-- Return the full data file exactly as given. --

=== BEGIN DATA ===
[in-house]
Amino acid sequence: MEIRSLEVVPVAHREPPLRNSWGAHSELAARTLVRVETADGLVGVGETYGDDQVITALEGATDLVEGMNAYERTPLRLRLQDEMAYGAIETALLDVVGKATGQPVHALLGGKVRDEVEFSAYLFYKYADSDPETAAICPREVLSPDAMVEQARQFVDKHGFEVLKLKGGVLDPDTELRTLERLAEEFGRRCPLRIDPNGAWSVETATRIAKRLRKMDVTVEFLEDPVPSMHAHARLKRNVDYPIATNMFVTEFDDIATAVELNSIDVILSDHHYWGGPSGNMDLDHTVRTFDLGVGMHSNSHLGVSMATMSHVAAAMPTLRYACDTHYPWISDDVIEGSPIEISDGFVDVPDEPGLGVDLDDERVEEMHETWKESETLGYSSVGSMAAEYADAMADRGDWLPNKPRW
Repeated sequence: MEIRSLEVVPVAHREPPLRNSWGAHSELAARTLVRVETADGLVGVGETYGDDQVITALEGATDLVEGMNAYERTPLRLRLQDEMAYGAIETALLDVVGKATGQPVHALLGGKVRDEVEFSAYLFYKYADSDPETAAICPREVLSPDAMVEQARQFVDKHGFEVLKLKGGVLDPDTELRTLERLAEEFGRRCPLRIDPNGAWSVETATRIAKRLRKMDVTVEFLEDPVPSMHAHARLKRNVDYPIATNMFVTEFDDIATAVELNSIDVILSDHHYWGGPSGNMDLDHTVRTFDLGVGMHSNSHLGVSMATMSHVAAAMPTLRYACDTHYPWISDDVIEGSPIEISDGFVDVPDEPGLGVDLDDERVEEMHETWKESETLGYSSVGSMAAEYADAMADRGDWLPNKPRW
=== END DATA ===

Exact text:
[in-house]
Amino acid sequence: MEIRSLEVVPVAHREPPLRNSWGAHSELAARTLVRVETADGLVGVGETYGDDQVITALEGATDLVEGMNAYERTPLRLRLQDEMAYGAIETALLDVVGKATGQPVHALLGGKVRDEVEFSAYLFYKYADSDPETAAICPREVLSPDAMVEQARQFVDKHGFEVLKLKGGVLDPDTELRTLERLAEEFGRRCPLRIDPNGAWSVETATRIAKRLRKMDVTVEFLEDPVPSMHAHARLKRNVDYPIATNMFVTEFDDIATAVELNSIDVILSDHHYWGGPSGNMDLDHTVRTFDLGVGMHSNSHLGVSMATMSHVAAAMPTLRYACDTHYPWISDDVIEGSPIEISDGFVDVPDEPGLGVDLDDERVEEMHETWKESETLGYSSVGSMAAEYADAMADRGDWLPNKPRW
Repeated sequence: MEIRSLEVVPVAHREPPLRNSWGAHSELAARTLVRVETADGLVGVGETYGDDQVITALEGATDLVEGMNAYERTPLRLRLQDEMAYGAIETALLDVVGKATGQPVHALLGGKVRDEVEFSAYLFYKYADSDPETAAICPREVLSPDAMVEQARQFVDKHGFEVLKLKGGVLDPDTELRTLERLAEEFGRRCPLRIDPNGAWSVETATRIAKRLRKMDVTVEFLEDPVPSMHAHARLKRNVDYPIATNMFVTEFDDIATAVELNSIDVILSDHHYWGGPSGNMDLDHTVRTFDLGVGMHSNSHLGVSMATMSHVAAAMPTLRYACDTHYPWISDDVIEGSPIEISDGFVDVPDEPGLGVDLDDERVEEMHETWKESETLGYSSVGSMAAEYADAMADRGDWLPNKPRW